Foundational Mathematics Faculty
Abbey Auxter, Ph.D.
Dr. Abbey Auxter has a Ph.D. in Mathematics Education from Temple University and a Master of Science (M.S.) in Teaching, Learning, and Curriculum from Drexel University. Her background in mathematics education research has promoted a classroom environment of student engagement, discourse, and critical thinking. She is frequently learning new technologies to incorporate into her classes and finding new ways to challenge and engage students in the mathematical journey.
In addition to teaching, Dr. Auxter conducts research and writes articles for academic journals, peer –reviews for academic journals, and collaborates on a variety of committees. She is a Philadelphia native and does triathlons and half-marathons in the warmer seasons.
Miller-Cotto, D., Auxter, A., Byrnes, J., & Knewton, K. (2017) Too Much of a Good Thing: When Faded Worked Examples Decreases Performance in Algebra. Paper to be presented at biennial Society of Research in Child Development meeting in Austin, TX, April 2017.
Ding, M. & Auxter, A. (2017) Children’s strategies to solving additive inverse problems: A preliminary analysis. Mathematics Education Research Journal, 29(1), 73-92.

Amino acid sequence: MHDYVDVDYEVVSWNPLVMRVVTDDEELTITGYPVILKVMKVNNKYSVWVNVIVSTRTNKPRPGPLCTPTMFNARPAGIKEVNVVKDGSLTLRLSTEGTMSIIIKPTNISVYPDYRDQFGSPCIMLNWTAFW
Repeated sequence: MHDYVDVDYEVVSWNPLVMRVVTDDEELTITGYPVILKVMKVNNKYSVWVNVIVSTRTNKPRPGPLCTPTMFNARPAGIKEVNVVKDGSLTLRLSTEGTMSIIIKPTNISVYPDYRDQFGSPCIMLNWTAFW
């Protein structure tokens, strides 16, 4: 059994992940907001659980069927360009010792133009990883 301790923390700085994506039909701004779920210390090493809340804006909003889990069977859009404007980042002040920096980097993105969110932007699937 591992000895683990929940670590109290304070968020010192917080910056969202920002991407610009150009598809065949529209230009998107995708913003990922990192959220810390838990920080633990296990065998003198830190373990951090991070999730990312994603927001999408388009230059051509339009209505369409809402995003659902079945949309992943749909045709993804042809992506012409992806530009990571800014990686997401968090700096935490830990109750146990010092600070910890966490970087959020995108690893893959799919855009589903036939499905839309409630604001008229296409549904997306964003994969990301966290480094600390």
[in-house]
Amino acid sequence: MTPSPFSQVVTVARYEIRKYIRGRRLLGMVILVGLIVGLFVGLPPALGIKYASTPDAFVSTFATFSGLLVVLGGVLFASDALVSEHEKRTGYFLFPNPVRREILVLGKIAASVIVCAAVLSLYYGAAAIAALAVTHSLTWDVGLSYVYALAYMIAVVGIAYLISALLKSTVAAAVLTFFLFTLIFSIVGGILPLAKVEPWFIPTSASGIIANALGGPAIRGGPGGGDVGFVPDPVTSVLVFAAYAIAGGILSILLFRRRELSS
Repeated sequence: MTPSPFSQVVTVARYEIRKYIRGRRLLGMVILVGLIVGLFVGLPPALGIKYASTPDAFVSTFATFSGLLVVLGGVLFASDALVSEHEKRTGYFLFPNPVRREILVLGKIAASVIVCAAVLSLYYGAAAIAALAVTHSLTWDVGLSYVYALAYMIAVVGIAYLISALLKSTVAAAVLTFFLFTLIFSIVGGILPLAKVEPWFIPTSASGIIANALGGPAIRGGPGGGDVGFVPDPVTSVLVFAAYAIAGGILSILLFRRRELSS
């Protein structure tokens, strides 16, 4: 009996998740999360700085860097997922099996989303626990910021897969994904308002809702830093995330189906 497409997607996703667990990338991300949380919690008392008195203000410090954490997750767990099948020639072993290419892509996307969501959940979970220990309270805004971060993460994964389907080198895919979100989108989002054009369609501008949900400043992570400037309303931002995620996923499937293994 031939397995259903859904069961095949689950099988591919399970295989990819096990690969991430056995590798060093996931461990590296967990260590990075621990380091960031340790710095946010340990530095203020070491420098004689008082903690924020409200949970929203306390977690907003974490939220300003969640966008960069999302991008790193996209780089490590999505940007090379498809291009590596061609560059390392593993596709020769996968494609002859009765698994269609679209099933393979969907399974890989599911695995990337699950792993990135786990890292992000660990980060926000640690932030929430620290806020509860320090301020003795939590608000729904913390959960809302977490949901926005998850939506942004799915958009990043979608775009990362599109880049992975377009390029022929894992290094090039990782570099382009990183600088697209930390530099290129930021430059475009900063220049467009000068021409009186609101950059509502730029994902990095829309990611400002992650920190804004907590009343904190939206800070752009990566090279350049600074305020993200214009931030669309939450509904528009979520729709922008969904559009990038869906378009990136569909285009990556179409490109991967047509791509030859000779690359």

Ding, M. & Auxter, A. (2015) Children’s strategies to solving additive inverse problems: A preliminary analysis. Paper presented at annual American Educational Research Association meeting in Chicago, IL, April 2015.
Ashley Clark is a member of the Foundational Mathematics department at the Community College of Philadelphia. She earned her M.S. in mathematics education from the University of Pennsylvania and B.S. in Business Administration from Temple University. Prior to Community College of Philadelphia, she taught mathematics at various high schools in the Philadelphia area. As a high school instructor, she focused on providing her students with more opportunities to positively experience math and stimulate further interest in the field of STEM. Ashley uses her experience teaching high school to help her students find mathematics exciting and achievable. She is passionate about challenging her students to better themselves inside and outside the classroom. Her commitment to innovative teaching in mathematics has been evident throughout her career. Ashley truly enjoys working with students, sharing her knowledge with them, and helping them appreciate the beauty of mathematics.
Joan DeRosa is a Professor for Foundational Mathematics at Community College of Philadelphia (CCP). Professor DeRosa received her B.S. in Mathematics and a master in Mathematics Education from Temple University. She is currently an Associate Professor and serves as Co-Chair for FNMT 017 Elementary Algebra.
Professor DeRosa has taught at CCP since 2010. Before starting her career at CCP, she taught secondary mathematics for both Philadelphia and Bucks Country school districts. This background has given her the skills to present mathematics to students that have struggle in the past succeed today.
She believes that being a college professor in the best job in the world. Her passion for mathematics, love for teaching, and her drive to make a difference in the lives of her students is present in every class she teaches.